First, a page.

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Microsoft Research announces winners of the Open Source Challenge

In February, Microsoft Research announced an Open Source Challenge for students who want to solve interesting science or societal problems using open source technologies. Applicants utilized one of the more than fifty Microsoft Research open source projects that span the range of computer science, from artificial intelligence and visualization to cryptography and programming models.
Interest over the past three months came from all around the world and the impressive results are in…
Akond Rahman, a second-year student in the computer science doctoral program at North Carolina State University, won the Grand Prize. In his winning submission, Akond makes use of the Send2Vec, which are the predictors and trained model files of DSSM (deep structured semantic model or deep semantic similarity model) to quantify the semantic similarity of software projects.
“Small teams of engineers working in large corporations [and institutions] are constantly having to start from scratch—they can’t get anything useful out of the software repositories,” said Rahman. “If I could use a deep learning neural network like DSSM to do the semantic search and arrange and score the tokens, teams would be able find and reuse code that other teams had already created.”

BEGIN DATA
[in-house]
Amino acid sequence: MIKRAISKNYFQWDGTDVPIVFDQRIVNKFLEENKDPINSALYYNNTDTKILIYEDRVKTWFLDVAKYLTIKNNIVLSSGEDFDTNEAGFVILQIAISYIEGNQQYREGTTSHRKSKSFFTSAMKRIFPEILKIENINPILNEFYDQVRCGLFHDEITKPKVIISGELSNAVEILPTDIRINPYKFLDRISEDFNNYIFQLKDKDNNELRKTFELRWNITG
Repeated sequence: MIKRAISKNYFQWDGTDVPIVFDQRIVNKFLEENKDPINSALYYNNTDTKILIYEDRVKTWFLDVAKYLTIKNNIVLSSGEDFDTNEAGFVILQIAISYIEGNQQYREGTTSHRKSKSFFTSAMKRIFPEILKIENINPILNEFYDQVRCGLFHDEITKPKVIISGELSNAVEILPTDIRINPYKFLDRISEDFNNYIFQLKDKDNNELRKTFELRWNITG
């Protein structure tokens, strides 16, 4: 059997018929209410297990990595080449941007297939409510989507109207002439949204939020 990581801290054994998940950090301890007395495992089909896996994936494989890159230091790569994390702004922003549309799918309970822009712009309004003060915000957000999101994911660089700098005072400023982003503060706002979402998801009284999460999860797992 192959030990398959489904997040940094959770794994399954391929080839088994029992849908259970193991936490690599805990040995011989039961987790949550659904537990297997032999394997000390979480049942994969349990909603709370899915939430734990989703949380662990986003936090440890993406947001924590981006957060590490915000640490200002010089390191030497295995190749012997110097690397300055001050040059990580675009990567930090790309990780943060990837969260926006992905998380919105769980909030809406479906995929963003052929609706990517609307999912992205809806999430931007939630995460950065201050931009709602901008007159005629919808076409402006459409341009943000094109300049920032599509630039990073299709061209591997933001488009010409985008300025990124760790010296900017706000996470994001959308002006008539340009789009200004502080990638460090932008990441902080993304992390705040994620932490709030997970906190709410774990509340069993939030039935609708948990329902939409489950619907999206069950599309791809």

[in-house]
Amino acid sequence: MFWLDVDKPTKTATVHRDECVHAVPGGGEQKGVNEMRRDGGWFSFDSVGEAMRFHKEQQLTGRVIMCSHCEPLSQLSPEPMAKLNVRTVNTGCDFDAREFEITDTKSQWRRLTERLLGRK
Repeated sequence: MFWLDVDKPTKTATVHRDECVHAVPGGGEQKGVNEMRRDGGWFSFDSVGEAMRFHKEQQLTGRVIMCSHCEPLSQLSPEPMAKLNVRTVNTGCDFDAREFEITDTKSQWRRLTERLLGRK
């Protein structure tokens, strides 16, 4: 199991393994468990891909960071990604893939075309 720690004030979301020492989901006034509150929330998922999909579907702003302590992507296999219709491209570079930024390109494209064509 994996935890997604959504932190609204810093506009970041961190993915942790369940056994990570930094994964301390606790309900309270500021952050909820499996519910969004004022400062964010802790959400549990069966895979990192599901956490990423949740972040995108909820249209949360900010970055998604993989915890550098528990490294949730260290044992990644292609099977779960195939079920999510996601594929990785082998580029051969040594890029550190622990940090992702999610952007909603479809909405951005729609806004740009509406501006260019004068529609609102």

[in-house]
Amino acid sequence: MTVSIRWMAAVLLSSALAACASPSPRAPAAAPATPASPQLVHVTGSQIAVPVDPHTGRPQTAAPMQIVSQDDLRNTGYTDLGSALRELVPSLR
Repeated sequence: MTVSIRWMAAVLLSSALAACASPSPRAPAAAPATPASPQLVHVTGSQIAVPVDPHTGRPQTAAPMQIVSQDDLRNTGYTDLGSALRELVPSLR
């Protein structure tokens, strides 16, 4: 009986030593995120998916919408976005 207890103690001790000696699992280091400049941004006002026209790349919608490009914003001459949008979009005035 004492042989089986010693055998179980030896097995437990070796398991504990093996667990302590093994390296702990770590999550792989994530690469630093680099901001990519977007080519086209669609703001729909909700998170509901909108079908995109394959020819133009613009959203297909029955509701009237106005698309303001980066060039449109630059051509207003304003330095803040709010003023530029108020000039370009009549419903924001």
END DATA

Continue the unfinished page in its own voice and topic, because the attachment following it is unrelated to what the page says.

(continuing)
In addition to the grand prize, Microsoft Research announced the winners of three second prizes:

  • Varun Agrawal (Georgia Tech), for “OneGroup—Automated Photo Sharing via Facial Recognition,” which uses Microsoft Cognitive Services (formerly Project Oxford) to create an automated photo-sharing feature that integrates Microsoft OneDrive and the Outlook Contacts API. It optimizes sharing flows for customers by answering the question “how do I share more easily?”
  • Saeid Tizpaz Niari (University of Colorado-Boulder), for “CONfidentiality CERTifier, a Modeling and Verification Framework for Program Confidentiality,” which extracts a nondeterministic transducer abstraction from programs and uses transducer techniques for analysis. A prototype tool was built around the Z3 theorem prover.
  • Yida Wang (Beijing University of Posts and Telecommunications) for “CNTK on Mac: 2D Object Restoration and Recognition Based on 3D Model,” which synthesizes and renders 2D images with and without background, and uses the Computational Network Toolkit (CNTK) to train a segmentation and restoration model to restore the foreground image. CNTK’s open source was changed to support CNTK on Mac for object recognition based on 3D object or normal photos.

“The Open Source Challenge did exactly what we’d hoped: the winning students — some of whom hadn’t known about the offerings available through the Open Source for Academics program at Microsoft—found the tools they needed to solve real problems,” wrote Judith Bishop, Director of Computer Science, Microsoft Research. “Their takeaway from the experience—in addition to the prizes and, we hope, the greatly-deserved awe of their colleagues—is that they have a new source for tools to help them with future projects, solving future problems.”
For more on the winners and the Open Source for Academics resources, check out the Microsoft Research blog. Congratulations to the winners!